Full Disclosure: My Partner, The Labor Economist
I’ve been writing a bit recently about labor issues, and about topics which touch on administration policy. And my better half, Betsey Stevenson, is currently serving in the administration as Chief Economist at the Department of Labor. So I realized that a disclosure about all of this is probably in order. Rather than mindlessly re-type this disclosure every time I write about anything where there’s any possibility of a conflict, I thought I would outline it all here, now, and just link to this in the future.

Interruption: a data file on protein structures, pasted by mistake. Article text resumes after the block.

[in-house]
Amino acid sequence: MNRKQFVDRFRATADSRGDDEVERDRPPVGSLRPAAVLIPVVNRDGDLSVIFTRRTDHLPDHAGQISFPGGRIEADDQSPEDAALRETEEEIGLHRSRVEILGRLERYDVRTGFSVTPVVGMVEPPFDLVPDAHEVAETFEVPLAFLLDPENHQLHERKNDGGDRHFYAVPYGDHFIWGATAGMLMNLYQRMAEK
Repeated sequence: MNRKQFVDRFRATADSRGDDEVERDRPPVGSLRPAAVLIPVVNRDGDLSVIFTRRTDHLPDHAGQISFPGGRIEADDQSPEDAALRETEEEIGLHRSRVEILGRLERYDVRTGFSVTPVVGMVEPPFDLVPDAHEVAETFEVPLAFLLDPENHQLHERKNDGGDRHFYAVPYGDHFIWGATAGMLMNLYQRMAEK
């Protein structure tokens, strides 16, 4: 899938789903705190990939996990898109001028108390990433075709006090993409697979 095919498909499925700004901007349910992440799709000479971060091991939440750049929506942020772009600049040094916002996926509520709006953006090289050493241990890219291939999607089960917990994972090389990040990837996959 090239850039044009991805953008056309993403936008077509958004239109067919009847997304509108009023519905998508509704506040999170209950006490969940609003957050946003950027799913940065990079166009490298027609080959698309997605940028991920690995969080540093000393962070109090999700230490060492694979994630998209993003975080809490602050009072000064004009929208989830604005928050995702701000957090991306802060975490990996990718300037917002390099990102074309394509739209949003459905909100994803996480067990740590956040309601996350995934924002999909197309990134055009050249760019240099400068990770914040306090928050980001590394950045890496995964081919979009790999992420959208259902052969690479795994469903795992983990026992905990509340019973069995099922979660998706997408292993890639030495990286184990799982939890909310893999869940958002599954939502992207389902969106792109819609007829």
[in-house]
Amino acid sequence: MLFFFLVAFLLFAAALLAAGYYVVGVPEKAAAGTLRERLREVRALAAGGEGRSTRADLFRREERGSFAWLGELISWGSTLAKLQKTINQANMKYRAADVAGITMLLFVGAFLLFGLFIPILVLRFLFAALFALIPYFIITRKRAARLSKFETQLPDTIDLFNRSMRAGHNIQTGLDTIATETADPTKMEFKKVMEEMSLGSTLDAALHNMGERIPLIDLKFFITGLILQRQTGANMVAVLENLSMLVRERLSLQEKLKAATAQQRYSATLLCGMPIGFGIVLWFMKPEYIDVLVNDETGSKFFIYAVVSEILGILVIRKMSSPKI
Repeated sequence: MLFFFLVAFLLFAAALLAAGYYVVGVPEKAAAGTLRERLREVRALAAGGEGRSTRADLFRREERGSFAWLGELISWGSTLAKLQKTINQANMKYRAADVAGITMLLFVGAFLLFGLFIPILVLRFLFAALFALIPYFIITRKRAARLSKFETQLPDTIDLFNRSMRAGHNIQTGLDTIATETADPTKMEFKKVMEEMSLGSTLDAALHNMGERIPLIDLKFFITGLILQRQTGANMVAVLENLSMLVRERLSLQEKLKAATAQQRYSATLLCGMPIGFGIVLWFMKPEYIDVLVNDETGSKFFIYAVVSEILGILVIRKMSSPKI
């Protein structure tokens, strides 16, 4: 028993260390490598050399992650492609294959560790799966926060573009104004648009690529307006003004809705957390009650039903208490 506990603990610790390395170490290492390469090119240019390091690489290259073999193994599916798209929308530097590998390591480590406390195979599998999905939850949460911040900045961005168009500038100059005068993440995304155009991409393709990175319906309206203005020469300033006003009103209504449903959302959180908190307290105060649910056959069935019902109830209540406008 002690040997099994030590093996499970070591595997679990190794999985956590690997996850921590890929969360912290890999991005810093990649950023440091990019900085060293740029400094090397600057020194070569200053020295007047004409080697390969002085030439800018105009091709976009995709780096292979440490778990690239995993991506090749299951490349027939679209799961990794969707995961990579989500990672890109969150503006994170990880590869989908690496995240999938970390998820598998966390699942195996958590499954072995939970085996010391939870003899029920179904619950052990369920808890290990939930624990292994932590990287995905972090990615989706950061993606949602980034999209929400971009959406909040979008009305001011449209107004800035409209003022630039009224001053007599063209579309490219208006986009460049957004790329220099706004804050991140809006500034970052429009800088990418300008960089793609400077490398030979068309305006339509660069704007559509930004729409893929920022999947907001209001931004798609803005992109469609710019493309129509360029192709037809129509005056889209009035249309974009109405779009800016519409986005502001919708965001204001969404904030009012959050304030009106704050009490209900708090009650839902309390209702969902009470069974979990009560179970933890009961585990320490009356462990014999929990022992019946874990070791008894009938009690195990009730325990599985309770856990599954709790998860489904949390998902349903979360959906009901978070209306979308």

So here goes. My partner, Betsey Stevenson is currently serving in a political appointment as Chief Economist at the U.S. Department of Labor. Betsey isn’t just my better half, she’s also my colleague, coauthor, and co-parent. Yes, we co- a lot of things. But we don’t co-blog. (OK, careful readers will note that we have co-blogged in the past, but when we do, it is with explicit attribution.) So when I’m writing here (or elsewhere), I’m writing as me—a freewheeling academic economist with all sorts of views about all sorts of things. I’m not interested in re-hashing administration talking points, and I will (and have) criticize them freely. But to be clear: These are my views as an economist, and a citizen of the world, and unless otherwise stated, I’m not speaking for any broader group, nor reflecting any privileged access to confidential information. Now I will admit, I’m terribly proud of Betsey, so I will write about her exploits more than I write about most other economists. It just so happens that I find the woman referred to as the “hippest-economist-ever” particularly interesting.